Metro-East Living

Graphic torture scenes in ‘Silence’ make it difficult to watch

Adam Drive, left, as Father Garupe and Andrew Garfield as Father Sebastião Rodrigues, film the movie “Silence” by Paramount Pictures, SharpSword Films, and AI Films.
Adam Drive, left, as Father Garupe and Andrew Garfield as Father Sebastião Rodrigues, film the movie “Silence” by Paramount Pictures, SharpSword Films, and AI Films. Paramount Pictures

What It’s About: Religious intolerance and deep themes of faith are explored in “Silence,” a grueling and dense historical drama.

Fervently directed by Martin Scorsese, who also co-wrote the screenplay with Jay Cocks, this passion project is adapted from Shusaku Endo’s 1966 novel of the same name.

Christianity is banned in 17th Century Japan, where the feudal military government wants to get rid of all Western influence. Jesuit missionaries attempting to convert Buddhists are in grave danger, yet minister to hidden Christians who face persecution.

Two Portuguese priests, Father Sebastian Rodrigues (Andrew Garfield) and Father Francisco Garupe (Adam Driver), go on a taxing mission to the Far East, trying to find their mentor, Father Ferreira (Liam Neeson), who has reportedly abandoned his religion.

The Jesuit missionaries minister to devout Catholics in this harsh landscape, but when caught, are tortured — and it’s graphically depicted.

The pair, while trying to be strong in upholding Jesuit ideals, face doubt, question God’s silence in suffering, and are tested while enemies try to break them. The unbearable choice of apostasy vs. martyrdom becomes a reality in a sometimes profound, but mostly tedious work that is nearly three hours long.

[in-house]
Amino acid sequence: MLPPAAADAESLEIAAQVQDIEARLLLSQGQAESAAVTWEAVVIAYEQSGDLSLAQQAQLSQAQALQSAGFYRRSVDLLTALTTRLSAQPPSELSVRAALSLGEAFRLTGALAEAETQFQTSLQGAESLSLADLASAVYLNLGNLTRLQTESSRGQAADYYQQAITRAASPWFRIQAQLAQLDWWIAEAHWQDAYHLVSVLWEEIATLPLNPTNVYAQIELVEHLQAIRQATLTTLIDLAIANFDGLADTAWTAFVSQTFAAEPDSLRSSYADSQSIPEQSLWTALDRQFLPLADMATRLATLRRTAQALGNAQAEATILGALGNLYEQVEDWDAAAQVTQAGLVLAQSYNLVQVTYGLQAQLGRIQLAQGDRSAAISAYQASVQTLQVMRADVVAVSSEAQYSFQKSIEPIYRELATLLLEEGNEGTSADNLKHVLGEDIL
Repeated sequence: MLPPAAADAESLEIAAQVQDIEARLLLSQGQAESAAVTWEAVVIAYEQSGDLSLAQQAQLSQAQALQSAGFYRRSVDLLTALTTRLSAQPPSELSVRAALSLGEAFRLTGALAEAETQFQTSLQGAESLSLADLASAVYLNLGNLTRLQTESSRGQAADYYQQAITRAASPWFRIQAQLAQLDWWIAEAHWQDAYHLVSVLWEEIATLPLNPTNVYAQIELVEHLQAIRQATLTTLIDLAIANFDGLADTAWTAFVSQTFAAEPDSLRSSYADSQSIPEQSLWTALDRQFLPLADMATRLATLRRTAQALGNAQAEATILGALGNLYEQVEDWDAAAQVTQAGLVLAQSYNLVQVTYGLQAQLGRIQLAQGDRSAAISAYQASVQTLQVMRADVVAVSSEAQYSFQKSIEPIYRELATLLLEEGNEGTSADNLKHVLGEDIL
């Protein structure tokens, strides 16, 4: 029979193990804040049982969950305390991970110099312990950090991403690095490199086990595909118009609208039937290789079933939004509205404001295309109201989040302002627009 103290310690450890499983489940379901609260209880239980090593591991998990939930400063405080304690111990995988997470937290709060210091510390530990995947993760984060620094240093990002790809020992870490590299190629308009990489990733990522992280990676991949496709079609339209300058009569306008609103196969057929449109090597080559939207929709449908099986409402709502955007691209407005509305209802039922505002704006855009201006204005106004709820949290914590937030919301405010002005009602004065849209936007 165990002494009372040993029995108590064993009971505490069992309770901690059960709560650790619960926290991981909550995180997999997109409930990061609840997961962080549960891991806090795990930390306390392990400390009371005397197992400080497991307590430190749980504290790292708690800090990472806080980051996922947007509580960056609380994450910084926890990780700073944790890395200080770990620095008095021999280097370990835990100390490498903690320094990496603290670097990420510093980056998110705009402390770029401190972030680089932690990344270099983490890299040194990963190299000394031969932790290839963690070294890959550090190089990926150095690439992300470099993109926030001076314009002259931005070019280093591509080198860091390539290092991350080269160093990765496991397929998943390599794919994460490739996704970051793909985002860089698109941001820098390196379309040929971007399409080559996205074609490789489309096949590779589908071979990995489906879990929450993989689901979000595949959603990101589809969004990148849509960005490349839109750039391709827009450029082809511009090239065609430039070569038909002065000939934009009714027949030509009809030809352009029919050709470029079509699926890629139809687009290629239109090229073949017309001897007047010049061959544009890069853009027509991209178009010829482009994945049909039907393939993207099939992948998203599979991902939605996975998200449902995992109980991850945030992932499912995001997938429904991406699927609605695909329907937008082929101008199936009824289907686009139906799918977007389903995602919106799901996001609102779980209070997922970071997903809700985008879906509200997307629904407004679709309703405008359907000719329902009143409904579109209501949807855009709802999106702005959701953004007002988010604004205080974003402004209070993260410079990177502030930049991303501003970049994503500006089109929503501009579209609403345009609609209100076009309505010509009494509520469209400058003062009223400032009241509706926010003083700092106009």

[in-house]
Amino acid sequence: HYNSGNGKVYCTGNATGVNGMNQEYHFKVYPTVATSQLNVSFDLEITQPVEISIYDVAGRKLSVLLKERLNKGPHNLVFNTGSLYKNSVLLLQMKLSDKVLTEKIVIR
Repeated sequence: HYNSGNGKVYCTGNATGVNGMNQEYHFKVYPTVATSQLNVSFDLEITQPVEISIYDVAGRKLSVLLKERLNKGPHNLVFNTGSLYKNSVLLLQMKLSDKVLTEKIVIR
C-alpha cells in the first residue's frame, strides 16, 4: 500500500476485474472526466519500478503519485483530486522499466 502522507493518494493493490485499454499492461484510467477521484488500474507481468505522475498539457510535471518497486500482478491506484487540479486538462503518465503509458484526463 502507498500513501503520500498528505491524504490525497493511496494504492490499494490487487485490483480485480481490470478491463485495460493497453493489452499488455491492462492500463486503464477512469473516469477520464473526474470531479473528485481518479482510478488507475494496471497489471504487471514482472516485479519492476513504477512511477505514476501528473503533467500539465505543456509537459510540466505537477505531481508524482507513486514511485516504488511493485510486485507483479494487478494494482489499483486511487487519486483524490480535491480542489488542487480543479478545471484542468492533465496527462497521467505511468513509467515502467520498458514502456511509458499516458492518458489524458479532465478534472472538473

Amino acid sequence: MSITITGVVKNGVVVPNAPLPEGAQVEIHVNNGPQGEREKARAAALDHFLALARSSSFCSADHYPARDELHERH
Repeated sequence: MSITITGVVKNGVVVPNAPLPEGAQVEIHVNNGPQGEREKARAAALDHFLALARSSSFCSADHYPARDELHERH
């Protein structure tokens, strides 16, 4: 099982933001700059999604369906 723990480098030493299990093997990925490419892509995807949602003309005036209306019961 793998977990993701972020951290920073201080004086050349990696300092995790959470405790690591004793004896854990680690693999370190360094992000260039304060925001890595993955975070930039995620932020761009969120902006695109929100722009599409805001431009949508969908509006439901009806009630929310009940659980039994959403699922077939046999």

Performances: Unfamiliar Japanese actors stand out in a sprawling cast. As the Inquisitor, Issei Ogata is a marvel of cunning and cruelty. Tadanobu Asano is chilling as the unsympathetic interpreter, and Yosuke Kobozuka is impressive as the weak and duplicitous guide, Kichijiro.

Garfield and Driver work best together. They both lost a considerable amount of weight to look emaciated and maintained their accents throughout.

Liam Neeson is barely in the film, but his height makes him an imposing figure when he is.

What Works: Obviously, much skill and thoughtful details went into this massive, arduous project. The labor is evident.

Rodrigo Prieto’s cinematography is stunning, and Dante Ferretti’s meticulous production design is striking, whether it’s the grim peasant villages or the shogun grandeur of the ruling class.

One can only imagine what a difficult shoot this film was, in a harsh environment and with its medieval setting.

What Doesn’t Work: Of course, the dramatic intensity is necessary with such subject matter, but must we watch extensive gruesome agony? The hardships are repeated and drawn out and become increasingly tough to watch.

This is not the epic masterpiece one anticipated. The film is not easy to digest and rather stifling.

One can admire Scorsese for his personal convictions and professional achievements, but one expects a great deal from him.

“Silence” fails to fire up or stoke much passion.

“Silence”

  • Stars:
  • Director: Martin Scorsese
  • Starring: Andrew Garfield, Adam Driver, Liam Neeson, Issei Ogata, Tadanobu Asano
  • Rated: R for disturbing violent content
  • Length: 2:41
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